Class D–Class D power utilizes a switching waveform, at a frequency far higher than the highest audio signal that needs to be reproduced. The low-pass filtered, average value of this waveform corresponds to the actual required audio waveform. Class D power is highly efficient (often up to 90% or higher) since the output transistors are either fully turned on or off during operation. This completely eliminates the use of the linear region of the transistor which is responsible for the inefficiency of other power types Modern Class D power achieves fidelity comparable to class AB.

Clipping–A form of distortion caused by cutting off the peaks of audio signals. Clipping usually occurs in the amplifier when it’s input signal is too large or when the voltage rails of the power supply cannot deliver the necessary voltage to the power amp.

Coloration–Any change in the characteristic of sound that reduces naturalness, such as an overemphasis of certain tones.

Compliance–The relative stiffness of a speaker suspension, specified as Vas.

Cone–The conical diaphragm of a speaker attached to the voice coil which produces pulsation’s of air that the ear detects as sound.

Crossover Frequency–The frequency at which the driver’s roll off at – usually when response is down -3dB. See Roll-off.

Crossover Network (Filter)–An electric circuit or network that splits the audio frequencies into different bands for application to individual speakers. See Electronic and Passive Crossover.

Current (I)–The flow of electrical charge measured in amperes.

DAC–Digital-to-analogue converter, turning on/off pulses into analogue sound. CD players have DACs built in. Separate DACs can upgrade a CD player or other digital player/ recorder, or can be used with dedicated CD transports.

Damping–The reduction of movement of a speaker cone, due either to the electromechanical characteristics of the speaker driver and suspension, the effects of frictional losses inside a speaker enclosure, and/or by electrical means.

Damping Factor–This is a quantity which defines how quickly the amplifier can stop a reproduced frequency such as a bass note. The higher the damping factor, the better the amp will control the woofer and help reduce overhang distortion. The damping factor of an amplifier is mostly dependent on the quality of the power supply which feeds the power amp.

Damping Material–Any material added to the interior of a speaker enclosure to absorb sound and reduce out-of-phase reflection to the driver diaphragm (cone). Usually acoustic fiberglass, polyester batting, or Polyfill is used in speaker enclosures.

Dash Installation Kit–This is a mounting kit required for installing an aftermarket headunit in most vehicles. The dash kit is comprised of high strength ABS or other materials, and many times matches the color and texture scheme of the vehicle’s interior.

Decibel (dB)–(1) a logarithmic scale used to denote a change in the relative strength of an electric signal or acoustic wave. It is a standard unit for expressing the ratio between power and power level. Using the logarithmic relationship for power PdB = 10*log[Pout/Pin] , a doubling of electrical power only yields an increase of +3 dB. Increasing the power tenfold will yield an increase of +10 dB and is a doubling of perceived loudness. The decibel is not an absolute measurement, but indicates the relationship or ratio between two signal levels. (2) SPL (sound pressure level) can be measured in dB. 0 dB represents the threshold of normal human hearing, 130 dB represents the threshold for pain, 140 dB causes irreparable hearing damage, and 150 dB can cause instant deafness, anything greater than about 192 dB can kill you.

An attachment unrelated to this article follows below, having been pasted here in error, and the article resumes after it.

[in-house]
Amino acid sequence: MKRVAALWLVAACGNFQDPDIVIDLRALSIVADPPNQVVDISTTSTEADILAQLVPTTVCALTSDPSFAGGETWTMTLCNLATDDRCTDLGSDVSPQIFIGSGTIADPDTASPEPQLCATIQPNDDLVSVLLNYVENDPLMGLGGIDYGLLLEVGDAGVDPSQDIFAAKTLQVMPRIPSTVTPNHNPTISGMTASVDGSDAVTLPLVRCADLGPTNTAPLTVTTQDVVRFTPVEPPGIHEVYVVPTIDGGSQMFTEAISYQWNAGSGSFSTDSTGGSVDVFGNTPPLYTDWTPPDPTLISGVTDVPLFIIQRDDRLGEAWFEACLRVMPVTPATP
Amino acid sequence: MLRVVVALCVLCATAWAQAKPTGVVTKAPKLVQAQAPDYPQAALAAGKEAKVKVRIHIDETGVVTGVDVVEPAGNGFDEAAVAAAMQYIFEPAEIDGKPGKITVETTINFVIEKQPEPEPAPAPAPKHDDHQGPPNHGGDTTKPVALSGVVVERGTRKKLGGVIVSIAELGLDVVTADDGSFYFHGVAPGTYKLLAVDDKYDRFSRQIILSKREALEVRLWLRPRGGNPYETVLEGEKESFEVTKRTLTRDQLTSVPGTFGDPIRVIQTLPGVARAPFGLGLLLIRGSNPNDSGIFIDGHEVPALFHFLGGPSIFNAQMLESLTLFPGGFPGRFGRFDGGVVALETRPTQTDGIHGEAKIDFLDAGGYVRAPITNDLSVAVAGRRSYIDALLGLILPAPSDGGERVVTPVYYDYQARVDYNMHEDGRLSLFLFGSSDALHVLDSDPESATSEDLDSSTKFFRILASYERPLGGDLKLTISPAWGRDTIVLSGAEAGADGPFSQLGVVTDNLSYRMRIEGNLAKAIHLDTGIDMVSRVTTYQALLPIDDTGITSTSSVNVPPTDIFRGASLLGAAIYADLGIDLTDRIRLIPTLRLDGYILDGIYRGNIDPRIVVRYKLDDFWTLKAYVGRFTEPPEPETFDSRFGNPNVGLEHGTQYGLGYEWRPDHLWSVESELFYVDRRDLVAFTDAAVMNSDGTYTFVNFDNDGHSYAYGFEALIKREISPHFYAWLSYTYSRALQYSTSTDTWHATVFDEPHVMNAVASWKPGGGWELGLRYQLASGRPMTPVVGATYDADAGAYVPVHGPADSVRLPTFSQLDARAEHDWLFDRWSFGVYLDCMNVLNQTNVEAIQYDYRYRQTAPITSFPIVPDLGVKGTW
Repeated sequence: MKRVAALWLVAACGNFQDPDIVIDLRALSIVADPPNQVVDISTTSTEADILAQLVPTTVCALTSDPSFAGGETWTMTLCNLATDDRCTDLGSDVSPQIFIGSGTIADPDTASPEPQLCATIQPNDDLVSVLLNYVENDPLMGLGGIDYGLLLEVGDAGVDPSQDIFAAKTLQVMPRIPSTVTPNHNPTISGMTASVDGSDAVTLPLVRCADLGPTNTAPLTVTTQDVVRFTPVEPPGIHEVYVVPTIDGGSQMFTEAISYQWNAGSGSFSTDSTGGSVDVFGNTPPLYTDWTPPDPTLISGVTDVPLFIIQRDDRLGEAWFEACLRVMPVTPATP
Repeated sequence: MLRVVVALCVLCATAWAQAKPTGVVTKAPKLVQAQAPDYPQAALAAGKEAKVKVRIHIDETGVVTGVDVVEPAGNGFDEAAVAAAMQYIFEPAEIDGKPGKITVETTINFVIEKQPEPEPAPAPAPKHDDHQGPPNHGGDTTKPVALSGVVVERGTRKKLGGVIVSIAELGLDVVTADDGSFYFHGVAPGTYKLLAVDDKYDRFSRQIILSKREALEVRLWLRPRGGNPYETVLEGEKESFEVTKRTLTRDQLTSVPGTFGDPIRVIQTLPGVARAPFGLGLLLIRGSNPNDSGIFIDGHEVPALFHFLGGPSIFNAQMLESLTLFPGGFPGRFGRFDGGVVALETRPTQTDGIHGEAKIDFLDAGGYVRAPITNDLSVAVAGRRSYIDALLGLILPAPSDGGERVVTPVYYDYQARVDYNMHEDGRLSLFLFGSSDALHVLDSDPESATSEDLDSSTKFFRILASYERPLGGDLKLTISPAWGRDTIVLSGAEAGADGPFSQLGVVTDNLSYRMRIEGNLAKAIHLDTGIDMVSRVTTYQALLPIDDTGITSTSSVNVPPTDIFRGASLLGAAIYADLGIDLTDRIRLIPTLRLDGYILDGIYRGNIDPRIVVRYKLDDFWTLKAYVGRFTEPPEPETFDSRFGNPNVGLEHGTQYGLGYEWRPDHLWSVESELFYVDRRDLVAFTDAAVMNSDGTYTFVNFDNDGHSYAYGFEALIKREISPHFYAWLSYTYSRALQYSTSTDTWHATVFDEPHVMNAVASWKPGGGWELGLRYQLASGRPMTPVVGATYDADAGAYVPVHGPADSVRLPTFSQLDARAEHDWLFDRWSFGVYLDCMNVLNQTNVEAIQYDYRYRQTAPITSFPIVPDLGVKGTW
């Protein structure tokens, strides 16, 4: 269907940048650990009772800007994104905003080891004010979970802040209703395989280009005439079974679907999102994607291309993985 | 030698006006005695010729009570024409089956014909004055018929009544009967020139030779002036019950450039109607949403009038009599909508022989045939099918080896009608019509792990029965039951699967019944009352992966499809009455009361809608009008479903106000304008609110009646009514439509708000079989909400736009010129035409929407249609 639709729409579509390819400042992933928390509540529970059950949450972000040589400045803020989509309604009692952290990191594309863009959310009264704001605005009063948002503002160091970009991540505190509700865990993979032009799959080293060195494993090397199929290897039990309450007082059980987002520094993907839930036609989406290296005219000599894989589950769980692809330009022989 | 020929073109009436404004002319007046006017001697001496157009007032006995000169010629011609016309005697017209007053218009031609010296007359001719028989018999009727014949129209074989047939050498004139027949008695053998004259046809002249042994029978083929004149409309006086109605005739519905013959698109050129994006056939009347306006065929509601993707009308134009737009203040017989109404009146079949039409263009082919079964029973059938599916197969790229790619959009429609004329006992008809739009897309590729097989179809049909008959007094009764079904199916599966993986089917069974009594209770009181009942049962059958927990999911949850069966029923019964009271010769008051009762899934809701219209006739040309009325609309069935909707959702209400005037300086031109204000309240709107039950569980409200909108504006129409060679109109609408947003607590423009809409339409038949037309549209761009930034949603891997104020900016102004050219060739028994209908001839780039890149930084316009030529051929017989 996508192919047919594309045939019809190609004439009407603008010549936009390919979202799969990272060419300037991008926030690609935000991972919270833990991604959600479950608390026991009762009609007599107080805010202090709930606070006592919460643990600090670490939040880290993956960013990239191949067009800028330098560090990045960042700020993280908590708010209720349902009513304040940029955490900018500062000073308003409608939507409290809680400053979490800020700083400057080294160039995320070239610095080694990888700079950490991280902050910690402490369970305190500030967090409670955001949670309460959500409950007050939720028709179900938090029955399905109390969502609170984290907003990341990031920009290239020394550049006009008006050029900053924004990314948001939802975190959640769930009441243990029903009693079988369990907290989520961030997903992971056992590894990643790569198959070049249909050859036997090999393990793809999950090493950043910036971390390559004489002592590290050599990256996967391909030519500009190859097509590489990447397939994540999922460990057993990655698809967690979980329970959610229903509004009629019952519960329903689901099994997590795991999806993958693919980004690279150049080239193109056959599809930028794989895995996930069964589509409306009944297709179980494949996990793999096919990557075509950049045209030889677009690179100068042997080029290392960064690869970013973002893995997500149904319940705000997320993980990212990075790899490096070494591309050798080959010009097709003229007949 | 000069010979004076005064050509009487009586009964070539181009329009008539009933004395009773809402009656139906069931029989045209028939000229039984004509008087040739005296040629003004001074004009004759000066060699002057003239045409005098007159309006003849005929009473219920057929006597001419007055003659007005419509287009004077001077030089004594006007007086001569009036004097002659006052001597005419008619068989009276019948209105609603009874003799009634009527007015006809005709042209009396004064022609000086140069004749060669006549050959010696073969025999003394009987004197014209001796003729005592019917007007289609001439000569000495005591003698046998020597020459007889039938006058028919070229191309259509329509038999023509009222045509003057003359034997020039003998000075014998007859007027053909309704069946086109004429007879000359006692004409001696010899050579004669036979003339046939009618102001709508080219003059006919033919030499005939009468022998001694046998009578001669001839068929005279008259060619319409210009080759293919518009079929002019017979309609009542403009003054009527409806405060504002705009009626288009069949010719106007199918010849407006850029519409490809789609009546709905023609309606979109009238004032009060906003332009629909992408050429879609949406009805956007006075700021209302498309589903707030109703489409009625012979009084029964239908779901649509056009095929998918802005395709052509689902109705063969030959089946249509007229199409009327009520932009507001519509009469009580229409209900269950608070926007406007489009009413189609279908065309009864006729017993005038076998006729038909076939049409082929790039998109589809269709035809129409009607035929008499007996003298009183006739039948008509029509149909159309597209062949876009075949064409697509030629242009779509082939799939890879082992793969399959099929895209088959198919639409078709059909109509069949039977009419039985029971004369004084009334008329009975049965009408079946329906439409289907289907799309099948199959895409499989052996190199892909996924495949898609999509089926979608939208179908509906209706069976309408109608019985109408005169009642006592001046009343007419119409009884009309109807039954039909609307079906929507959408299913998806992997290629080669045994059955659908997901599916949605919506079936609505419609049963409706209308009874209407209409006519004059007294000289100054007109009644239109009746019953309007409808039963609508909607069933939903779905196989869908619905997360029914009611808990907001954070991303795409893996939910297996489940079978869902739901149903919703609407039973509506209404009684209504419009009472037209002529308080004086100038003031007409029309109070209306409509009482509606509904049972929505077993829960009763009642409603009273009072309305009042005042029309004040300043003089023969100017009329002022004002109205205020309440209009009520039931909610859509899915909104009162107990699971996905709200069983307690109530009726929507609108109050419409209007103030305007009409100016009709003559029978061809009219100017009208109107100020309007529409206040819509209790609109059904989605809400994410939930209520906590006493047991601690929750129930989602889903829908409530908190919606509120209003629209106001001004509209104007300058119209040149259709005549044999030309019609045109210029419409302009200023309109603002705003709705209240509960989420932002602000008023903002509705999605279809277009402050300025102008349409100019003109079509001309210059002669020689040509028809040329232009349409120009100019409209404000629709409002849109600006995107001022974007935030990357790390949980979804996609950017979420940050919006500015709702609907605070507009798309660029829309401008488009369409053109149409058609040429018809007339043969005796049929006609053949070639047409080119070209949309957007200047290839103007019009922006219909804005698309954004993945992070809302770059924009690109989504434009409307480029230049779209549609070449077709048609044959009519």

Diaphragm–The part of a dynamic loudspeaker attached to the voice coil that moves and produces the sound. It usually has the shape of a cone or dome.

Diffusion–The scattering of sound.

DIN Size–DIN stands for Duetch Industri Normen which the Germans starting using to standardize the radio’s in Audi’s, BMW’s, Mercedes, VW’s way back in the mid 80’s. It has since become the industry standard in vehicles regardless of national provenance. See Single Din and Double Din Headunits.

Dipole–A speaker design which generates equal amounts of sound both forward and backward, with the two sounds being out of phase. Dipoles are often used as surround speakers. See also Bipole.

Direct Current (DC)–Current in only one direction.

Diffraction–A change in the direction of a wave that is caused by the wave moving past or hitting an obstacle.

Dispersion–The spreading of sound waves as it leaves a speaker.

Distortion–Any undesirable change or error in the reproduction of sound that alters the original signal.

Dome Tweeter–A high frequency speaker driver with a dome-shaped diaphragm usually made of metal or silk.

Double Din Headunit–A Headunit that fits into a larger space than a single din device. It is the same width of 8″ but is 4″ instead of 2″. Many double din headunits come standard with DVD video playback, touchscreen controls and other modern features. Many dedicated in-dash navigation units are double din in size so that the navigation feedback occurs on a screen that is visually legible.

Driver–A loudspeaker unit, consisting of the electromagnetic components of a speaker, typically a magnet and voice coil.

Dynamic range–The range of sound intensity a system can reproduce without compressing or distorting the signal.

Efficiency rating–The loudspeaker parameter that shows the level of sound output when measured at a prescribed distance with a standard level of electrical energy fed into the speaker (usually recorded as XdB @ 2.83V input signal from 1 meter of distance. However, a driver with a high efficiency rating needs a larger box to play a lower frequency than a driver with a lower efficiency rating.